Defend or repair? Explaining responses to in-group moral failure by disentangling feelings of shame, rejection, and inferiority

Gausel, Nicolay, Leach, Colin Wayne, Vignoles, Vivian L. and Brown, Rupert (2012) Defend or repair? Explaining responses to in-group moral failure by disentangling feelings of shame, rejection, and inferiority. Journal of Personality and Social Psychology, 102 (5). pp. 941-960. ISSN 0022-3514

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Abstract

Research on shame about in-group moral failure has yielded paradoxical results. In some studies, shame predicts self-defensive motivations to withdraw. In other studies, shame predicts pro-social motivations, such as restitution. We think that this paradox can be explained by disentangling the numerous appraisals and feelings subsumed under the label “shame.” In 2 studies, we asked community samples of Norwegians about their in-group's discrimination against the Tater minority. Confirmatory factor analysis validated the measures of the appraisals and feelings used in Study 1 ( N = 206) and Study 2 ( N = 173). In both studies, an appraisal of the in-group as suffering a moral defect best predicted felt shame, whereas an appraisal of concern for condemnation of the in-group best predicted felt rejection. In both studies, felt rejection best predicted self-defensive motivation, whereas felt shame best predicted pro-social motivation. Implications for conceptualizing and studying shame are discussed.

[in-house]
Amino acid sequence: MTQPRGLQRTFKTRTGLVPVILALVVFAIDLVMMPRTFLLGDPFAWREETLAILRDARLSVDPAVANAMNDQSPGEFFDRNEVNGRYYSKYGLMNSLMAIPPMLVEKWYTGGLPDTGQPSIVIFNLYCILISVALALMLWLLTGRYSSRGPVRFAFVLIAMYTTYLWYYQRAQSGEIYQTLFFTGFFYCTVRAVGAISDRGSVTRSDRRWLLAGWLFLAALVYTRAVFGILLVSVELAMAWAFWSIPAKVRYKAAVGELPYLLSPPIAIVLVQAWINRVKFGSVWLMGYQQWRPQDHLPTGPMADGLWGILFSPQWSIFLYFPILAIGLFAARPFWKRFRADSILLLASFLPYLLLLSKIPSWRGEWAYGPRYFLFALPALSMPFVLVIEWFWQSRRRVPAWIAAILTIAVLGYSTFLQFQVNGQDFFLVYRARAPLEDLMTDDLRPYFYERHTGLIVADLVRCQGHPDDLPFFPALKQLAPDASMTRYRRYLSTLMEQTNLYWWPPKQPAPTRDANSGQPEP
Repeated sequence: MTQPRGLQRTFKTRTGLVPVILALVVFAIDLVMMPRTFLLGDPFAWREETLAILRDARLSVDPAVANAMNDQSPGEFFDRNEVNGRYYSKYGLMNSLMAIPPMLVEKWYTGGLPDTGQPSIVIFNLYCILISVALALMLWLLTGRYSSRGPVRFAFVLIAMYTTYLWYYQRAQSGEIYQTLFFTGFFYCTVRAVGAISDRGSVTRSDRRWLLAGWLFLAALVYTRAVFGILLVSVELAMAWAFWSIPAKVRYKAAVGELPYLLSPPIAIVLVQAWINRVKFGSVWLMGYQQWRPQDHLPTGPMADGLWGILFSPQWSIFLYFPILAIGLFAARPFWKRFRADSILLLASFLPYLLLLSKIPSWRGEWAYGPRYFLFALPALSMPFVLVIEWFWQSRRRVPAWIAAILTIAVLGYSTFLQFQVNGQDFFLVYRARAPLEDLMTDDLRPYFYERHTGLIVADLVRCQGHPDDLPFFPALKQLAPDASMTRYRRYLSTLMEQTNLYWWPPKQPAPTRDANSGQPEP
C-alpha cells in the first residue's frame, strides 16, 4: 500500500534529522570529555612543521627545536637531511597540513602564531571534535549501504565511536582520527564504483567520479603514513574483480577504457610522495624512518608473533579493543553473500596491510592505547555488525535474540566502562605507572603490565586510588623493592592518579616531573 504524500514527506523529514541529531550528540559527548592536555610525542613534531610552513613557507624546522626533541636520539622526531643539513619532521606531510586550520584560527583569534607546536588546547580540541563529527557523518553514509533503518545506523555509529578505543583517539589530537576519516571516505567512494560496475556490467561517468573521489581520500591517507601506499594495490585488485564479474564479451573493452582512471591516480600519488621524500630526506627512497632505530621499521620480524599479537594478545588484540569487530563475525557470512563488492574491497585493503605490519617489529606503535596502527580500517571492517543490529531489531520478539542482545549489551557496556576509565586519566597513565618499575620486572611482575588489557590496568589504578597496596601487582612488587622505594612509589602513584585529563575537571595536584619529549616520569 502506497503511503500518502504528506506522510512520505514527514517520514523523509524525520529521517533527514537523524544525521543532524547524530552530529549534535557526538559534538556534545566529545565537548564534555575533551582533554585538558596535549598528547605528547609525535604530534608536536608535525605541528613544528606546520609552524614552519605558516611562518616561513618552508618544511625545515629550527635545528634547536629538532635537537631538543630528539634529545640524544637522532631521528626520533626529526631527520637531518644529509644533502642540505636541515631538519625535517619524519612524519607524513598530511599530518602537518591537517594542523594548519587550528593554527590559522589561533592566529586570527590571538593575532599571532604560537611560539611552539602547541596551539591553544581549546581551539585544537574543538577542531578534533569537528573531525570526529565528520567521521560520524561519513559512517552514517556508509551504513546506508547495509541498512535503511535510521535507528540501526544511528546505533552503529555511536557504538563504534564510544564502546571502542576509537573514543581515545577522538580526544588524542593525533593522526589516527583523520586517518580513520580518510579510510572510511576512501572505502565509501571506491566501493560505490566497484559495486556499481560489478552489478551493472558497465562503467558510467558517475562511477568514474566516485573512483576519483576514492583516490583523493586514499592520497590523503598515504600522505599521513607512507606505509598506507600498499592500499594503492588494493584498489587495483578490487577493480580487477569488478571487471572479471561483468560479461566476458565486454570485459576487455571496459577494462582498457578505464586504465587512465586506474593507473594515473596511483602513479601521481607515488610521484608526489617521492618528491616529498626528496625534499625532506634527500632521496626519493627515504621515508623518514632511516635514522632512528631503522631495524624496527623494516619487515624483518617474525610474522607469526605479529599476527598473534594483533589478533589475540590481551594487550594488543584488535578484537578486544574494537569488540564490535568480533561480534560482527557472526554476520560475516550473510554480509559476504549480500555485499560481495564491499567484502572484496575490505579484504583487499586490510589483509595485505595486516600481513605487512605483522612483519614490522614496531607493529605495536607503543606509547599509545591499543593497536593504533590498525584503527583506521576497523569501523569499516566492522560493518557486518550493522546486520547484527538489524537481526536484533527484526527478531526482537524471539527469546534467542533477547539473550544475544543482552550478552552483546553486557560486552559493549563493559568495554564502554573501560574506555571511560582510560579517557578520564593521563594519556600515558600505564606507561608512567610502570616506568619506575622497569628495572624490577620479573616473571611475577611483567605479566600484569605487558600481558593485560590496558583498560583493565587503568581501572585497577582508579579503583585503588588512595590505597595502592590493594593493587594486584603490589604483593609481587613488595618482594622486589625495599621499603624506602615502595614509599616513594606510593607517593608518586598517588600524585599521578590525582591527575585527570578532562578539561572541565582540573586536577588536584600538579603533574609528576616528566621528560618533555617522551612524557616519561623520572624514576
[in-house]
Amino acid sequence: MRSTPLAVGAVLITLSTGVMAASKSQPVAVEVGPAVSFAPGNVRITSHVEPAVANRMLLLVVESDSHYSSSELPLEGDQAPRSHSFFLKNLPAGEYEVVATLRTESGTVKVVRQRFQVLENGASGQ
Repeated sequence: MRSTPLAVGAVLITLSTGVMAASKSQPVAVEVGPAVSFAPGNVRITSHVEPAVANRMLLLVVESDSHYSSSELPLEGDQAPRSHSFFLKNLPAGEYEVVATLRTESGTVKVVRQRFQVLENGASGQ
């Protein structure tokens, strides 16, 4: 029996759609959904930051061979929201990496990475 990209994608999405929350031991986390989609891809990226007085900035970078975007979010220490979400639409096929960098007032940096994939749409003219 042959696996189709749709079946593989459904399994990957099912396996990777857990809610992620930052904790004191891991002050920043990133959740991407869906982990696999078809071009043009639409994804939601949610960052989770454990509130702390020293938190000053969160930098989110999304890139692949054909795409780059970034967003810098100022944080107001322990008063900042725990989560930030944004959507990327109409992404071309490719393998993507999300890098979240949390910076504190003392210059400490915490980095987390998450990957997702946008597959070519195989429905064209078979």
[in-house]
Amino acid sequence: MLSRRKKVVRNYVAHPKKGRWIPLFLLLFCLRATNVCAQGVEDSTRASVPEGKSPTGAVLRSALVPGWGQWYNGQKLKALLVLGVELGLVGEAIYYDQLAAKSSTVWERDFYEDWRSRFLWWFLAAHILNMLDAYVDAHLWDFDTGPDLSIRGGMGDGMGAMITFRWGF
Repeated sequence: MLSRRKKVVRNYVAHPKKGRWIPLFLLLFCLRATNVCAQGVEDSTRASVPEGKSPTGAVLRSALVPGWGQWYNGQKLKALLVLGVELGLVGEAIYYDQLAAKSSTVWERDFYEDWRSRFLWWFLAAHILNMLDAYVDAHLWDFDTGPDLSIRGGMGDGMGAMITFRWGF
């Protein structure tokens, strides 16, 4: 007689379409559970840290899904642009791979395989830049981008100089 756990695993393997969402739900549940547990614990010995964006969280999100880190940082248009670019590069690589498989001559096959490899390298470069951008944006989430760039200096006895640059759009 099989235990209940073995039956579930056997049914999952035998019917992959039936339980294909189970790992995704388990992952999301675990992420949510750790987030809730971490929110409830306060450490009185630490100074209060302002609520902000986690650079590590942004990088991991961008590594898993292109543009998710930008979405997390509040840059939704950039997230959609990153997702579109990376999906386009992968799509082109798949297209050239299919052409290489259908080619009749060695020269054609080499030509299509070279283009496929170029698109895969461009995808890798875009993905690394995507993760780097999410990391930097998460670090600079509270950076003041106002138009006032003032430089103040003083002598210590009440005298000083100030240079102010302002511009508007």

Item Type: Article
Schools and Departments: School of Psychology > Psychology
Subjects: B Philosophy. Psychology. Religion > BF Psychology
Depositing User: Rupert Brown
Date Deposited: 18 Oct 2012 16:19
Last Modified: 19 Aug 2013 13:27
URI: http://sro.sussex.ac.uk/id/eprint/41316
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